This tapestry of unidentified subject forms part of a group of tapestry subjects that experienced an increased popularity after the victories of the Austrian, German and Polish armies over the Ottoman ruler Kara Mustapha, who besieged Vienna from 14 July to 12 September 1683 and threatened Christianity in Europe. The victory was seen as a turning point in the history of Europe and was the inspiration for numerous literary and pictoral works of the subject. It also formed the basis for a renewed interest in the Amadis and Oriane novel by Garcia Rodrìguez de Montalvo of 1492 - 1508. The theme was further popularised by Philippe Quinault (d. 1688) and Jean-Baptiste Lully (d. 1687) who composed an opera of the same title, which was first shown in Paris on 18 January 1684. Quinault followed that success with further operas of Armide (1685) and Roland (1686), all of which had a tremendous influence on tapestry designs of the period. The subject of this tapestry which is conceived in the spirit of this movement, and the associated panels that would have formed the series remain, however, elusive. It is interesting to note that a tapestry of identical subject, unfortunately not associated with any other panels, forms part of the collection of the Bayerische Vereinsbank, Munich and is discussed by G. Delmarcel in Kunst in der Vereinsbank, B. Köpplin ed., Munich , 1997, pp. 40-41.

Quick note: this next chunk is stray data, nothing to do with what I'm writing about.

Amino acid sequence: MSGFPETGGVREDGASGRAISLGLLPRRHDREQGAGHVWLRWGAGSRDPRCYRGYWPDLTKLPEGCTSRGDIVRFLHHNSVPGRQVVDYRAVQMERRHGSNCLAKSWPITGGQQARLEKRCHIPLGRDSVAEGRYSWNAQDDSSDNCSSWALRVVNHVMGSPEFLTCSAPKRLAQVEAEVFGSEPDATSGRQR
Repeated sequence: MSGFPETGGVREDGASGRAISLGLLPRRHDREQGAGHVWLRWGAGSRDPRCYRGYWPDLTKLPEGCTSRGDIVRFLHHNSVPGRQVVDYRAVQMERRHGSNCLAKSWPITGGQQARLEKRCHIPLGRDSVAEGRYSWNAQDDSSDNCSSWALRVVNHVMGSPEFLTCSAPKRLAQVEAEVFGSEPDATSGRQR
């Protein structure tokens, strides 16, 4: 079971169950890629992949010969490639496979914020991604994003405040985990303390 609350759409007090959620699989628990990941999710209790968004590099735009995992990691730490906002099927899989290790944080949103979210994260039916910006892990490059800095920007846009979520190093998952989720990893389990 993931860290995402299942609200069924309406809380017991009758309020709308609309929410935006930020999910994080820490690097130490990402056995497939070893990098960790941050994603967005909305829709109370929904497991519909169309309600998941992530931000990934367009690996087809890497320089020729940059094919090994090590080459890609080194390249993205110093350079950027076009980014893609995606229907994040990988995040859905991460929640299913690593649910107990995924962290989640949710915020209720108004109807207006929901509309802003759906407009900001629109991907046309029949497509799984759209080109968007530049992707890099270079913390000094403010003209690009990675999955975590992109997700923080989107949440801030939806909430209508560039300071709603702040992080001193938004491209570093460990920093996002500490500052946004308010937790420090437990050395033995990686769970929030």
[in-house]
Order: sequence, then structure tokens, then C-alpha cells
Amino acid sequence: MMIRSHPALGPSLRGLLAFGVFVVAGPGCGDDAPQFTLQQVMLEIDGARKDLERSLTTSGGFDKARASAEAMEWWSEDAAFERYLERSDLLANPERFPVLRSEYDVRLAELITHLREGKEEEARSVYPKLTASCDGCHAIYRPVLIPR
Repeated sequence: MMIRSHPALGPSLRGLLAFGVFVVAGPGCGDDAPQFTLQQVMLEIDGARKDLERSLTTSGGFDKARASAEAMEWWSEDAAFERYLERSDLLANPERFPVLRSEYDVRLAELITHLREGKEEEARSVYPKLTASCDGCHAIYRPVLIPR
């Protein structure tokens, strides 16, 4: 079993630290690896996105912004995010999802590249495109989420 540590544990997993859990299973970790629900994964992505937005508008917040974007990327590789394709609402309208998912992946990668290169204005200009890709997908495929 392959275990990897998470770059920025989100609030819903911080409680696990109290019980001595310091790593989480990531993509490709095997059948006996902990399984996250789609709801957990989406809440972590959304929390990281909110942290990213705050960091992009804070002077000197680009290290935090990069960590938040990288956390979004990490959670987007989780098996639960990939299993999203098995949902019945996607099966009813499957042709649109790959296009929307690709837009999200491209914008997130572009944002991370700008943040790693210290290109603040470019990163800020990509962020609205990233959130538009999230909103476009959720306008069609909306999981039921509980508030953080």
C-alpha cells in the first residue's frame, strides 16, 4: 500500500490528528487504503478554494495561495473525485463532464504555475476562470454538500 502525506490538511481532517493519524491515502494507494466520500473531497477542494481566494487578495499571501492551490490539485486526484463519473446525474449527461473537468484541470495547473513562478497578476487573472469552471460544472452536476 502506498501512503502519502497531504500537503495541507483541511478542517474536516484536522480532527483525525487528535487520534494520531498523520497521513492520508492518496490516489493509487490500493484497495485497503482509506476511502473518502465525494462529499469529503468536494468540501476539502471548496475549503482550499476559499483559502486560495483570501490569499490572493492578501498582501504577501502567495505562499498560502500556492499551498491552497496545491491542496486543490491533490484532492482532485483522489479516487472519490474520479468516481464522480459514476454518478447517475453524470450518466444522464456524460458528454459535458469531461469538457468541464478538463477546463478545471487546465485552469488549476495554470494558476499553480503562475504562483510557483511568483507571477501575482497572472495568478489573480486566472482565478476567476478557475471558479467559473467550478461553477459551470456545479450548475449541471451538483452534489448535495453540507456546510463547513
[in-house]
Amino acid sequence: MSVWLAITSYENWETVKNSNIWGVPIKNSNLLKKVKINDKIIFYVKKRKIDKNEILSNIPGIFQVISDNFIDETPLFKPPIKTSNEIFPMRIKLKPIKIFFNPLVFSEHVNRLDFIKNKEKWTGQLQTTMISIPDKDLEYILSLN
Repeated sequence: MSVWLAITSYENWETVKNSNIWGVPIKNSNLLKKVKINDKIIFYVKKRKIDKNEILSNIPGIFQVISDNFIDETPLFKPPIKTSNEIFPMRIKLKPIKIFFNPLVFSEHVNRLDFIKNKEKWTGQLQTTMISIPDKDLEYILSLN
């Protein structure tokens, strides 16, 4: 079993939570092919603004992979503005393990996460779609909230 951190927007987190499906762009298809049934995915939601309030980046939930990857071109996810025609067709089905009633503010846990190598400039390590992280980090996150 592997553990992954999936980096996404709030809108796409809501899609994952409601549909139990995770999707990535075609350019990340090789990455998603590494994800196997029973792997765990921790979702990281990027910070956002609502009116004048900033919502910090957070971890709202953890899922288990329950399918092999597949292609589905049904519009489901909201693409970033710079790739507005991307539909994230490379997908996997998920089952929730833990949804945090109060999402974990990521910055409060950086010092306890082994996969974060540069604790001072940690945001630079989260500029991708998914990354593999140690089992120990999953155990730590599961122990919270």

There are several contemporary Antwerp series that employed identical borders. A tapestry depicting Perseus turning Phineus and his Followers to Stone from The Story of Perseus from the Wernher Collection, which can be attributed to Pieter Ykens (d. 1695) and which can probably be identified as having been commissioned by the Antwerp marchand Forchoud, has identical borders to the offered lot with the exception of the monogram to the top cartouche. In connection to this particular weaver, it is interesting to note that the same borders also appear on a tapestry from the series Ulysses and Circe (Sotheby's London, 10 December 1993, lot 15), which is known to have been among the oeuvre of Ykens. A further tapestry with these borders, probably depicting Theseus and the Bull of Marathon from the Earl of Lownsdale, Lowther Castle, was sold Maple & Co, 20 - 22 May 1947, lot 4713, then Sotheby's London, 30 March 1962, lot 101, and again Christie's London, 10 March 1988, lot 197. Alas, none of these tapestries bore the weaver's mark, it is, however, very possible that these tapestries all formed part of specific commissions by Forchoud, who may very well have owned the rights to these borders.
We would like to thank Dr. Guy Delmarcel for his kind assistance in the identification of the subject of this tapestry.